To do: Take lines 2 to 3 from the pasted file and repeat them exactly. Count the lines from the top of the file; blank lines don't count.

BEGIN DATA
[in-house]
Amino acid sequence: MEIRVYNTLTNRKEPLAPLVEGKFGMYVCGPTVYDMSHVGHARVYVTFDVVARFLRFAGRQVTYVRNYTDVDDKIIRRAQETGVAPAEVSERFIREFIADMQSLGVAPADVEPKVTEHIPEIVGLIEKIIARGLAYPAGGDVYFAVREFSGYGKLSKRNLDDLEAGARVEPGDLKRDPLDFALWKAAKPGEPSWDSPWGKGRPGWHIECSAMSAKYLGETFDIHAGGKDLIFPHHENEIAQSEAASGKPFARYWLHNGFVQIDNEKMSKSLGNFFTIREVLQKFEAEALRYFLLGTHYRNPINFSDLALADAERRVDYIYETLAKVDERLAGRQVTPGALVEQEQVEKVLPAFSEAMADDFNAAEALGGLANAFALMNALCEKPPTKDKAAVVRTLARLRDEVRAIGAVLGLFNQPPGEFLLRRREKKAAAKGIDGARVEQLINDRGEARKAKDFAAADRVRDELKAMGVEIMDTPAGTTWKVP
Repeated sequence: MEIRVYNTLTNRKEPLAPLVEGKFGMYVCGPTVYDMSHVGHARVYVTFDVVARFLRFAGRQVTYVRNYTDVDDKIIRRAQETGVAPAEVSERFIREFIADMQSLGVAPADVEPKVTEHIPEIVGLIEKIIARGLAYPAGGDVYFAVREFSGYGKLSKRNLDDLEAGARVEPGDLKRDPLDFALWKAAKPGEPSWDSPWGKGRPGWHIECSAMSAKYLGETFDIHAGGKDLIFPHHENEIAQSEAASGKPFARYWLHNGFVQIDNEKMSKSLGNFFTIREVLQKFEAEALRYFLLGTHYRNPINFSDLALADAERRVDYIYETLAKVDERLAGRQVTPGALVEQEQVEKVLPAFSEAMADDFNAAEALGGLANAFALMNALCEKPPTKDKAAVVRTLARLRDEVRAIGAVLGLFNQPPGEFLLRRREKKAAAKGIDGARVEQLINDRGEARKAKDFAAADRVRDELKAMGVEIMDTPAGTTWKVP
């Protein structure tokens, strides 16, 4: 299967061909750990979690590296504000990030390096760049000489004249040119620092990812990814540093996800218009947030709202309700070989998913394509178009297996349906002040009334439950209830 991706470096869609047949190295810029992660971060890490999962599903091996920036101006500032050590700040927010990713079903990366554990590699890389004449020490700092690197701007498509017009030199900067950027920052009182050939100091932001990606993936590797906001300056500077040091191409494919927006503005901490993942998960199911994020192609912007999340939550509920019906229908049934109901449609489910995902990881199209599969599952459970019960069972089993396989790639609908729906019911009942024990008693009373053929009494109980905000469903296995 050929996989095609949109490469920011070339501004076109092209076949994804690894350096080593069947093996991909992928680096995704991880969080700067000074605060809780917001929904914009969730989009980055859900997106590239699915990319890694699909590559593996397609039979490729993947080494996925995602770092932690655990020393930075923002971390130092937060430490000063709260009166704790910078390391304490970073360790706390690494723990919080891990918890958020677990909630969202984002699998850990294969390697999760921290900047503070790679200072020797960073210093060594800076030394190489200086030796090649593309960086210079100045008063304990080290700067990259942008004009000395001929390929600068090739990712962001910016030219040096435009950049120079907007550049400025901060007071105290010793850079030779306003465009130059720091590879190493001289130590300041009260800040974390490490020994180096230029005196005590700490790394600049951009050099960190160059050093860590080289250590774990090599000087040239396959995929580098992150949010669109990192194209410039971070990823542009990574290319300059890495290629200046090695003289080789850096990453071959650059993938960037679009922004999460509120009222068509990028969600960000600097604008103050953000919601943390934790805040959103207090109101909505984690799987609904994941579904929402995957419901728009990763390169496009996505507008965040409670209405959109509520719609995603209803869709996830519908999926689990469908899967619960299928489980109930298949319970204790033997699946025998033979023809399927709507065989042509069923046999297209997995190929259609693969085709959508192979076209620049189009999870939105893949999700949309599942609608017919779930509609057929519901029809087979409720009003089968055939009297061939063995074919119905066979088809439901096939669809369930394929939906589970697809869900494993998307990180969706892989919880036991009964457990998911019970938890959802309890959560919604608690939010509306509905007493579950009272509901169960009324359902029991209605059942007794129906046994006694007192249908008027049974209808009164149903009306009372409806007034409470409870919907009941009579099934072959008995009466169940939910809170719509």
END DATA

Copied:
Amino acid sequence: MEIRVYNTLTNRKEPLAPLVEGKFGMYVCGPTVYDMSHVGHARVYVTFDVVARFLRFAGRQVTYVRNYTDVDDKIIRRAQETGVAPAEVSERFIREFIADMQSLGVAPADVEPKVTEHIPEIVGLIEKIIARGLAYPAGGDVYFAVREFSGYGKLSKRNLDDLEAGARVEPGDLKRDPLDFALWKAAKPGEPSWDSPWGKGRPGWHIECSAMSAKYLGETFDIHAGGKDLIFPHHENEIAQSEAASGKPFARYWLHNGFVQIDNEKMSKSLGNFFTIREVLQKFEAEALRYFLLGTHYRNPINFSDLALADAERRVDYIYETLAKVDERLAGRQVTPGALVEQEQVEKVLPAFSEAMADDFNAAEALGGLANAFALMNALCEKPPTKDKAAVVRTLARLRDEVRAIGAVLGLFNQPPGEFLLRRREKKAAAKGIDGARVEQLINDRGEARKAKDFAAADRVRDELKAMGVEIMDTPAGTTWKVP
Repeated sequence: MEIRVYNTLTNRKEPLAPLVEGKFGMYVCGPTVYDMSHVGHARVYVTFDVVARFLRFAGRQVTYVRNYTDVDDKIIRRAQETGVAPAEVSERFIREFIADMQSLGVAPADVEPKVTEHIPEIVGLIEKIIARGLAYPAGGDVYFAVREFSGYGKLSKRNLDDLEAGARVEPGDLKRDPLDFALWKAAKPGEPSWDSPWGKGRPGWHIECSAMSAKYLGETFDIHAGGKDLIFPHHENEIAQSEAASGKPFARYWLHNGFVQIDNEKMSKSLGNFFTIREVLQKFEAEALRYFLLGTHYRNPINFSDLALADAERRVDYIYETLAKVDERLAGRQVTPGALVEQEQVEKVLPAFSEAMADDFNAAEALGGLANAFALMNALCEKPPTKDKAAVVRTLARLRDEVRAIGAVLGLFNQPPGEFLLRRREKKAAAKGIDGARVEQLINDRGEARKAKDFAAADRVRDELKAMGVEIMDTPAGTTWKVP